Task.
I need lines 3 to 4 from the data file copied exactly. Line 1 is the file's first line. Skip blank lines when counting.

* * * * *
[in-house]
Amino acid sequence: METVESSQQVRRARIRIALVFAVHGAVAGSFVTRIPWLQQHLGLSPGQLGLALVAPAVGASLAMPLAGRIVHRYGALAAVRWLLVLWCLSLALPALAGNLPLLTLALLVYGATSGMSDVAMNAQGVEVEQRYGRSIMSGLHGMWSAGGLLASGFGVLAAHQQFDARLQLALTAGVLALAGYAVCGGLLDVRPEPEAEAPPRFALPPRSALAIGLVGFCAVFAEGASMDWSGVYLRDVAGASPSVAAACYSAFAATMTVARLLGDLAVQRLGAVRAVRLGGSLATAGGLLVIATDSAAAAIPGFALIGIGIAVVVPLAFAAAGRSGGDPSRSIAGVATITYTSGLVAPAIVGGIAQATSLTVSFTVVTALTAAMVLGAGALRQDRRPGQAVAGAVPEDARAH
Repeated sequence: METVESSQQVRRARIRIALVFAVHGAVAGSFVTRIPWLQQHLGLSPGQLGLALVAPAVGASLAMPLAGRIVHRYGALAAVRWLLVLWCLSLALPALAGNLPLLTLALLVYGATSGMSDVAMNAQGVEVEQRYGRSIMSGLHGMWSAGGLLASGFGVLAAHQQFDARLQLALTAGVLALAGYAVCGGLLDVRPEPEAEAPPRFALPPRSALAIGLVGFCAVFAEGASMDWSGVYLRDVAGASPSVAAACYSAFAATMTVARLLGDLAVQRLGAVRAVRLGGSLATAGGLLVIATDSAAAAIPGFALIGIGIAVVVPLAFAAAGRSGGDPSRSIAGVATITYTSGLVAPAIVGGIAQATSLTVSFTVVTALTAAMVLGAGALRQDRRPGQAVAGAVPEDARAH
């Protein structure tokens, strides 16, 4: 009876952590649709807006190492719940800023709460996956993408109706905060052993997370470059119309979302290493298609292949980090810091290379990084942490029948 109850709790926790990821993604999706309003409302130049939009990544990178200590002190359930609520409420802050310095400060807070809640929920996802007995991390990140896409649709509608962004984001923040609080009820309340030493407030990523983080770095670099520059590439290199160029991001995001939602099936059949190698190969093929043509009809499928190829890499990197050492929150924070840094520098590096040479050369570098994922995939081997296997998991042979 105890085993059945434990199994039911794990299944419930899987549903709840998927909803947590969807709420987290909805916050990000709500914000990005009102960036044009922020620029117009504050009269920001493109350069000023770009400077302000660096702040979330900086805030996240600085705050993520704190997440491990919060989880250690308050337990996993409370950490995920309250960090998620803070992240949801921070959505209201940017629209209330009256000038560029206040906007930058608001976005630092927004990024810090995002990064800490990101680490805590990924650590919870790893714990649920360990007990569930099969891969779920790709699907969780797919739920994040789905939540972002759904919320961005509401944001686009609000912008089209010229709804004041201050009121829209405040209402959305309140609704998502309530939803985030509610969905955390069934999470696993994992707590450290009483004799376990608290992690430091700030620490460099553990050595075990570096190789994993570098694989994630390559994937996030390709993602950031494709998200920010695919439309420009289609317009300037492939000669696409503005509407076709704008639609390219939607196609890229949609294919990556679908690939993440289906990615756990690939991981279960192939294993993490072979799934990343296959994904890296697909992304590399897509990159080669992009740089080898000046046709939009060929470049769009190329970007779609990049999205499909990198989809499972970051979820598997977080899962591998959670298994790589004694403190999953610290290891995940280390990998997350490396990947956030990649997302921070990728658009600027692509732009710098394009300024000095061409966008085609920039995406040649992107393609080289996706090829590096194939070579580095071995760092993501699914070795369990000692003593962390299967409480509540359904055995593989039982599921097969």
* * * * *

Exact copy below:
Repeated sequence: METVESSQQVRRARIRIALVFAVHGAVAGSFVTRIPWLQQHLGLSPGQLGLALVAPAVGASLAMPLAGRIVHRYGALAAVRWLLVLWCLSLALPALAGNLPLLTLALLVYGATSGMSDVAMNAQGVEVEQRYGRSIMSGLHGMWSAGGLLASGFGVLAAHQQFDARLQLALTAGVLALAGYAVCGGLLDVRPEPEAEAPPRFALPPRSALAIGLVGFCAVFAEGASMDWSGVYLRDVAGASPSVAAACYSAFAATMTVARLLGDLAVQRLGAVRAVRLGGSLATAGGLLVIATDSAAAAIPGFALIGIGIAVVVPLAFAAAGRSGGDPSRSIAGVATITYTSGLVAPAIVGGIAQATSLTVSFTVVTALTAAMVLGAGALRQDRRPGQAVAGAVPEDARAH
């Protein structure tokens, strides 16, 4: 009876952590649709807006190492719940800023709460996956993408109706905060052993997370470059119309979302290493298609292949980090810091290379990084942490029948 109850709790926790990821993604999706309003409302130049939009990544990178200590002190359930609520409420802050310095400060807070809640929920996802007995991390990140896409649709509608962004984001923040609080009820309340030493407030990523983080770095670099520059590439290199160029991001995001939602099936059949190698190969093929043509009809499928190829890499990197050492929150924070840094520098590096040479050369570098994922995939081997296997998991042979 105890085993059945434990199994039911794990299944419930899987549903709840998927909803947590969807709420987290909805916050990000709500914000990005009102960036044009922020620029117009504050009269920001493109350069000023770009400077302000660096702040979330900086805030996240600085705050993520704190997440491990919060989880250690308050337990996993409370950490995920309250960090998620803070992240949801921070959505209201940017629209209330009256000038560029206040906007930058608001976005630092927004990024810090995002990064800490990101680490805590990924650590919870790893714990649920360990007990569930099969891969779920790709699907969780797919739920994040789905939540972002759904919320961005509401944001686009609000912008089209010229709804004041201050009121829209405040209402959305309140609704998502309530939803985030509610969905955390069934999470696993994992707590450290009483004799376990608290992690430091700030620490460099553990050595075990570096190789994993570098694989994630390559994937996030390709993602950031494709998200920010695919439309420009289609317009300037492939000669696409503005509407076709704008639609390219939607196609890229949609294919990556679908690939993440289906990615756990690939991981279960192939294993993490072979799934990343296959994904890296697909992304590399897509990159080669992009740089080898000046046709939009060929470049769009190329970007779609990049999205499909990198989809499972970051979820598997977080899962591998959670298994790589004694403190999953610290290891995940280390990998997350490396990947956030990649997302921070990728658009600027692509732009710098394009300024000095061409966008085609920039995406040649992107393609080289996706090829590096194939070579580095071995760092993501699914070795369990000692003593962390299967409480509540359904055995593989039982599921097969």